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MIT Faculty Talks, a series of chats intended to build a closer relationship between students and faculty, launched last Wednesday, Sept. 16. The joint effort between the chancellor’s office and Lorna Gibson, a professor of materials science and engineering, opened with a presentation on “teaching, scholarship, and the imposter syndrome” by Arthur Bahr, a medieval literature professor.

Initially, Gibson started offering her faculty talk as an informal end-of-class lecture on how her family, interests, and values led her first to Cambridge, to industry, and then to MIT. Since then, other faculty have joined in, welcoming a chance to connect with their students. Gibson intends to create a space that encourages not so much the firehose-sponge dynamic between professors and students in lectures but rather a more balanced and humanistic one where students see other sides of the people that they spend so many hours with.

Bahr’s faculty talk, which will be available online at a later date, offered candid insight into both the struggles and joys of academic life. He compared his experiences as a figure skater and free skater in his youth to his current roles as teacher and researcher at MIT.

For Bahr, figure-skating is the art of drawing and tracing geometric figures onto ice, and just as it is difficult, laborious, and solitary — albeit rewarding at times — research in medieval literature is also difficult, laborious, and solitary. Free-skating, on the other hand, came naturally to Bahr, as did teaching.

At the age of twelve he spent his free time playing “school” with his younger sister. The miracles of teaching, in his opinion, are that one, everyone can be together in a greater flow of thought, and two, people’s lives may change for the better. However, it was difficult to reconcile his love for teaching with a job in an institution that values research more. “I felt like a cat person in a dog person world,” Bahr said.

Bahr, like many students, struggled then — and still struggles — with “imposter syndrome.” He hadn’t considered becoming a professor until later in life, and even then, he planned to teach at a small liberal arts school, not at MIT. When MIT accepted him, he felt simultaneously elated, undeserving of the title, and deeply uncomfortable with his role.

“It felt like I had won a figure skating competition,” Bahr said.”[I was] afraid that even though I got the job, [the judges] would realize [their mistake] and ask ‘how did you ever pass your first figure skating test?’”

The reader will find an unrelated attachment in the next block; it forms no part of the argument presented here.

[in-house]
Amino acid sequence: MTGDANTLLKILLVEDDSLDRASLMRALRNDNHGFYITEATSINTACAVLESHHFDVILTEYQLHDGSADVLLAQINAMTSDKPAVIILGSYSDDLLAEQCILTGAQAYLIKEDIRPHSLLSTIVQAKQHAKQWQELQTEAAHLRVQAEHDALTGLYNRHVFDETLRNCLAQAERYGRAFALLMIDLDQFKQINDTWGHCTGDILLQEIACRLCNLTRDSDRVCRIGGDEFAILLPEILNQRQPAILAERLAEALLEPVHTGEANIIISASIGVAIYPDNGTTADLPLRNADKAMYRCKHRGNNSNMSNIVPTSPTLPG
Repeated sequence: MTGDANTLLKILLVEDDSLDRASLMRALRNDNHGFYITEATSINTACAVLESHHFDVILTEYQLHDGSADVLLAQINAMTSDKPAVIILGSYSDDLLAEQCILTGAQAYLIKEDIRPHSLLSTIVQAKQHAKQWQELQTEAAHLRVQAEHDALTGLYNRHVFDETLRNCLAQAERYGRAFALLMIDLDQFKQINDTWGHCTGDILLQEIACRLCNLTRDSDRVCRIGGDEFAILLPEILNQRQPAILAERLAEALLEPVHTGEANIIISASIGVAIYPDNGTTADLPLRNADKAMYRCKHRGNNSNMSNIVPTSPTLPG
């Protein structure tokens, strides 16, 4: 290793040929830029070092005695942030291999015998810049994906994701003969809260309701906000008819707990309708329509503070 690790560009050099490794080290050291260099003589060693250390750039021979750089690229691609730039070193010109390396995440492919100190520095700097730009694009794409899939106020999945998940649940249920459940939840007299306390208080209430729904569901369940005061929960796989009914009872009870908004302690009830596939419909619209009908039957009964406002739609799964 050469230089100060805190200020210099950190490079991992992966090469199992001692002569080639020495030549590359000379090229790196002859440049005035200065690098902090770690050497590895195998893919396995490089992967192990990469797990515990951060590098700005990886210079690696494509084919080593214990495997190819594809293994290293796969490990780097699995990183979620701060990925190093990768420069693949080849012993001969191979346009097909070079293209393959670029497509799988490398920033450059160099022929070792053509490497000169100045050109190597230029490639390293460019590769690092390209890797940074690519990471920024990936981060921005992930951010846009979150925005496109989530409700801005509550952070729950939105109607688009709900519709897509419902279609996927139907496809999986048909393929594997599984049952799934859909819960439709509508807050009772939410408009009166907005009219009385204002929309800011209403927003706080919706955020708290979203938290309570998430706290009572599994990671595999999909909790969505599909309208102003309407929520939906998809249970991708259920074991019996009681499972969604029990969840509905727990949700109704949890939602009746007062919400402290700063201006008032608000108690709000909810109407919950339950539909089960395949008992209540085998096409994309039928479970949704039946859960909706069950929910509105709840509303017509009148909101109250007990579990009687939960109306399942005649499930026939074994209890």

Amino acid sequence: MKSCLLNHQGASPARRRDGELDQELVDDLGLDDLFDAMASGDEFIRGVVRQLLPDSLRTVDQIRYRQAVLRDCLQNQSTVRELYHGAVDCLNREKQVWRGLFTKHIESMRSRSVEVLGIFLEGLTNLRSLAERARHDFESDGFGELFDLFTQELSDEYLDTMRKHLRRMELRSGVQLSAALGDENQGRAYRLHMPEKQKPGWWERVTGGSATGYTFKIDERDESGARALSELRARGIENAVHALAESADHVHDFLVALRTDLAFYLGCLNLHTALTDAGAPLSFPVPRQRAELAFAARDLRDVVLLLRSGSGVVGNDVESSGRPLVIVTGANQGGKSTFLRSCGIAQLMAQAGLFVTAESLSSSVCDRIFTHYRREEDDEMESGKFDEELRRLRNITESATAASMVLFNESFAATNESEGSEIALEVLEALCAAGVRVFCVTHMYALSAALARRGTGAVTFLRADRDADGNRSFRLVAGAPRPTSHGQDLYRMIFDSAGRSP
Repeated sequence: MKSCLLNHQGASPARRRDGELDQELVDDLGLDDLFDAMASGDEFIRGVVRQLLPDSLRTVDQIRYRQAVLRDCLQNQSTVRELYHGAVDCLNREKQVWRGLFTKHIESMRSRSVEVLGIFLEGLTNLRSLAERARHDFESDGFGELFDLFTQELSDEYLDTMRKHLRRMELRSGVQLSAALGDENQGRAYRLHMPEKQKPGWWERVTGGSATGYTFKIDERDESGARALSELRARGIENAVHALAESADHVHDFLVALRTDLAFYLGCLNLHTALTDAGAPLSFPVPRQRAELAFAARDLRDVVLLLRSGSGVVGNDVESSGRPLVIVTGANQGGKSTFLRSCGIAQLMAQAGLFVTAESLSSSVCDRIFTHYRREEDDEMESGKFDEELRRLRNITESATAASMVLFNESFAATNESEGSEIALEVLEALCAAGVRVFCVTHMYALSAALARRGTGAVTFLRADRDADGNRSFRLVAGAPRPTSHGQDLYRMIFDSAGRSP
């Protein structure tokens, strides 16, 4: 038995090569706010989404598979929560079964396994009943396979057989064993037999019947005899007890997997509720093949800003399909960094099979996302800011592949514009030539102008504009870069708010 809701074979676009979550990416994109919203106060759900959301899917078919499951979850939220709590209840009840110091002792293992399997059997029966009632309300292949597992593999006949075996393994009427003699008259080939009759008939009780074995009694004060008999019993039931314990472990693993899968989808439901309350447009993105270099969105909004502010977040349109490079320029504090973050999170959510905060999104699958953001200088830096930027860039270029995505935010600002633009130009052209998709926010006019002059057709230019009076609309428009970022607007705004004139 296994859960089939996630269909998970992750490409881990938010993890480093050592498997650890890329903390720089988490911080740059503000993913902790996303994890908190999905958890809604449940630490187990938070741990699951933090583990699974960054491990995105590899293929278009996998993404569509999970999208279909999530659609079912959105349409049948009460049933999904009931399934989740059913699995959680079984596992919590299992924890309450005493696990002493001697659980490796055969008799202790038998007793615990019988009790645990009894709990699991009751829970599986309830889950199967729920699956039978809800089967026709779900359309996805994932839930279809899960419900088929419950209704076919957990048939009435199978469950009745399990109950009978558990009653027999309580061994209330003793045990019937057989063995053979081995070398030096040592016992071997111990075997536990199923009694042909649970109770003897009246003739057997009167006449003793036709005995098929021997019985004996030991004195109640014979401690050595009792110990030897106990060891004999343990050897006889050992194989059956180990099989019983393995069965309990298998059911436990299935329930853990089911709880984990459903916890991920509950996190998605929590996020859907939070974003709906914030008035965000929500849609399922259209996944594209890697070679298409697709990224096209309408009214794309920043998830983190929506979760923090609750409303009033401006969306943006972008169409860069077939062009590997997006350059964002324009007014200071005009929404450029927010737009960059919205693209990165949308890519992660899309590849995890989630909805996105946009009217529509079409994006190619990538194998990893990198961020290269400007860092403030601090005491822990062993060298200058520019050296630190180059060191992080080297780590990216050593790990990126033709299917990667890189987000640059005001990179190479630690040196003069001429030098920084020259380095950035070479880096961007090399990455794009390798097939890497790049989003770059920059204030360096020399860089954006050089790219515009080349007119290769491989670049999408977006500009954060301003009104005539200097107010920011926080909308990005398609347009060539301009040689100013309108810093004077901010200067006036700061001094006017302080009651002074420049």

Bahr said that the danger of the “imposter syndrome” is that people are upset at not being able to attain what they perceive as perfection. He combatted this negativity by being open and honest about how research was not his true calling, and that teaching was. By treating research as a job, he could separate the all-consuming desire to pursue research from his identity of a teacher.

He said he realized that identifying as a scholar doesn’t necessarily make one automatically smarter nor does identifying as a teacher automatically make one nobler. According to Bahr, good figure skaters sometimes made bad free skaters, and the worst free-skater could be a brilliant figure-skater.

Bahr said he found greater value in teaching because he could better communicate with his audience. In his experience, inspiring teachers created a lifelong love for learning. Later, he discovered that the satisfaction from teaching and doing research were even mutually dependent.

Since the 1980s, interest in competitive figure-skating has slowly faded away, according to Bahr. Fewer coaches will pass the art on to pupils. Yet, Bahr hopes that the techne (Latin for ‘craft’) of figure-skating will survive along with all the other technes that deep and specialized research develops. Since technology is a sum that is greater than its individual technes, all crafts should be preserved.

Bahr acknowledges that the professional disconnect and career disparity between professors and pupils intimidates students. He urged: “remember that they’re people — ask them questions, ask what was grad school like for you … professors need to be better at signaling that that’s a part of their job.” Gibson hopes that the MIT Faculty Talks will build that bridge.